• Keira Joshi (Nashawtuc Country Club), MacKenzie Whitney (Oak Hill Country Club), and Annie Dai (MIAA) will all participate in the New England Junior Amateur next week, August 15-17, at Val Halla Golf in Cumberland, Maine.
  • Elise Keane (Marshfield Country Club) holed out for eagle on the par-4 5th (380-yards) during the opening round. After hitting her shot into the right rough, she had a blind approach shot leading down into the punchbowl green about 175 yards away. The Wagner College graduate caught the right slope and it rolled right into the cup. Keane then followed up with a birdie on the 6th en route to an 8-over 78.
  • MacKenzie Whitney (Oak Hill Country Club) recently made history at the Oak Hill Country Club club championship as she became the first player ever to ace the par-4 9th. What’s more, it was her first hole-in-one of her career. Whitney, finished 7-over 77.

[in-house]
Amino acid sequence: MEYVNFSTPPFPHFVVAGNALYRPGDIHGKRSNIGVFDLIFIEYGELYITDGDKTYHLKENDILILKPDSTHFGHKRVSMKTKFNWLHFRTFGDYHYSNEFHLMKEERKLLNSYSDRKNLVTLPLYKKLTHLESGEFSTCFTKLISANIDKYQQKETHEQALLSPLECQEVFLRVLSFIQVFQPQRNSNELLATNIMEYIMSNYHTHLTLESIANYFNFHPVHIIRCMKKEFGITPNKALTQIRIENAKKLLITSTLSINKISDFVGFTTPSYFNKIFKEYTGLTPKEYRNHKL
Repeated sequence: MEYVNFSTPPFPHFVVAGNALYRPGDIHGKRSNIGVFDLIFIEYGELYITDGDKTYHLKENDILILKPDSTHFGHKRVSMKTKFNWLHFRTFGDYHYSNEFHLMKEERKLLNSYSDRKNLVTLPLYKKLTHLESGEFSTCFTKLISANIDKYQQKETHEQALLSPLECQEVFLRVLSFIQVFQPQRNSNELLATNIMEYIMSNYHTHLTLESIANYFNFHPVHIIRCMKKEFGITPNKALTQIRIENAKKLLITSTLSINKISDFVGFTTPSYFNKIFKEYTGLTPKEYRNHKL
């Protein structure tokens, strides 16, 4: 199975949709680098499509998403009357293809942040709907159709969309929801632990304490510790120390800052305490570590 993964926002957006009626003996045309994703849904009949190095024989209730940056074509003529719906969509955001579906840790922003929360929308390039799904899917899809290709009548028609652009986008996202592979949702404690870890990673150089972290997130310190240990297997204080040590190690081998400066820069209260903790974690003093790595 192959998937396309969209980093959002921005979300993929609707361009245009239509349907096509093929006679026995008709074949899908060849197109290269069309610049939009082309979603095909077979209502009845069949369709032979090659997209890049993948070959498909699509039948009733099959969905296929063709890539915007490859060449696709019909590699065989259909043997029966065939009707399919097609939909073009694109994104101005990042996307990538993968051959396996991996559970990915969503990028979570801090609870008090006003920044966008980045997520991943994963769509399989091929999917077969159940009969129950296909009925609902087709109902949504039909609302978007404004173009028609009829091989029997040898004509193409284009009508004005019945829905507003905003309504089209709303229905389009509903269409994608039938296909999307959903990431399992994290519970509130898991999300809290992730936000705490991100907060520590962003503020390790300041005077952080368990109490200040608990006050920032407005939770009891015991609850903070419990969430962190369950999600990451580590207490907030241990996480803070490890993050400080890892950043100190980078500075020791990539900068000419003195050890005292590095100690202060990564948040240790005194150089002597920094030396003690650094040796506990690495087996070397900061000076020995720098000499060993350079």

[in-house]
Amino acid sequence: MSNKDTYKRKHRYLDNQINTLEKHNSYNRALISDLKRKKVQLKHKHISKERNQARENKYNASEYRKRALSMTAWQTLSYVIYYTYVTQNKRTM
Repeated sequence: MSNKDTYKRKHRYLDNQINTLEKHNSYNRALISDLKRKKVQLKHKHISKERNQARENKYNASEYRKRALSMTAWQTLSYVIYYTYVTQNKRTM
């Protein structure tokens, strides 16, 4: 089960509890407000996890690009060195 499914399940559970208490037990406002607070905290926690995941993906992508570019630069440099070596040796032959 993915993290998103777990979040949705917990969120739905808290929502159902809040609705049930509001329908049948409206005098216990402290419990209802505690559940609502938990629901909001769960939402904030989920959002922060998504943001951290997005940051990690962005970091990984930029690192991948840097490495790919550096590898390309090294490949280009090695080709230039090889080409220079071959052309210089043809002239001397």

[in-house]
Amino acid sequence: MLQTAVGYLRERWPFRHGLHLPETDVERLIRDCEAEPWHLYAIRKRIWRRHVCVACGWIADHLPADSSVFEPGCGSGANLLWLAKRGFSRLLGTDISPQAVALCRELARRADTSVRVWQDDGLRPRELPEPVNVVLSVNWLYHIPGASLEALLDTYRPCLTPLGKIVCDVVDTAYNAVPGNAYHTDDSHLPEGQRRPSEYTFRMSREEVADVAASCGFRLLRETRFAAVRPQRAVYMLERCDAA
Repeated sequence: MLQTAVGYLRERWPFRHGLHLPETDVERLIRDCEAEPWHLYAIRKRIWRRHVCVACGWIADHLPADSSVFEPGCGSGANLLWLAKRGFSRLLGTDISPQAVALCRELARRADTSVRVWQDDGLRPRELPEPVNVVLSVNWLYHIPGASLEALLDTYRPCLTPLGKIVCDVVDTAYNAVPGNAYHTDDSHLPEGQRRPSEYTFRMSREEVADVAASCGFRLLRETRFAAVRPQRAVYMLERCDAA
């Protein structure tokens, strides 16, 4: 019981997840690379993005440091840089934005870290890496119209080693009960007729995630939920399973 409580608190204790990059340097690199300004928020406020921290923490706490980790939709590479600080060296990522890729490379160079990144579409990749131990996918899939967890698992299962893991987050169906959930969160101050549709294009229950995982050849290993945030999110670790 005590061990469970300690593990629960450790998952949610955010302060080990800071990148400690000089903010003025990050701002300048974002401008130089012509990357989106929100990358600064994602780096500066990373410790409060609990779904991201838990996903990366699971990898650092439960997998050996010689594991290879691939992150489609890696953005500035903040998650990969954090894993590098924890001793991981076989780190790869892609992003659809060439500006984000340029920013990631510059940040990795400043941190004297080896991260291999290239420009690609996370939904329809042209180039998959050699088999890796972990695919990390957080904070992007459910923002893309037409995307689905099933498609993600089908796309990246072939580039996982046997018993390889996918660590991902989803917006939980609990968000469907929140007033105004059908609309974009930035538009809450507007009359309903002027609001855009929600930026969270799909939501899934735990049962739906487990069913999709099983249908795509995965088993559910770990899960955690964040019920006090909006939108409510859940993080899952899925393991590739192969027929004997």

• Half of the Siena College women’s golf team is playing in the Massachusetts Women’s Amateur. Margot Osterman (Hyannisport Club), Emily Nash (Northern Spy Golf Club), and Jillian Barend (Foxborough) are all on the roster for the 2021-2022 season but are all at different stages. Osterman just finished her first year, Barend is an incoming first-year, and Nash, a junior, transferred from Elon University after the fall season and played for Siena in the spring.
  • Defending champion Allison Paik (The Cape Club of Sharon) couldn’t manage a birdie in the opening round and finished 7-over 77, which currently puts her T19.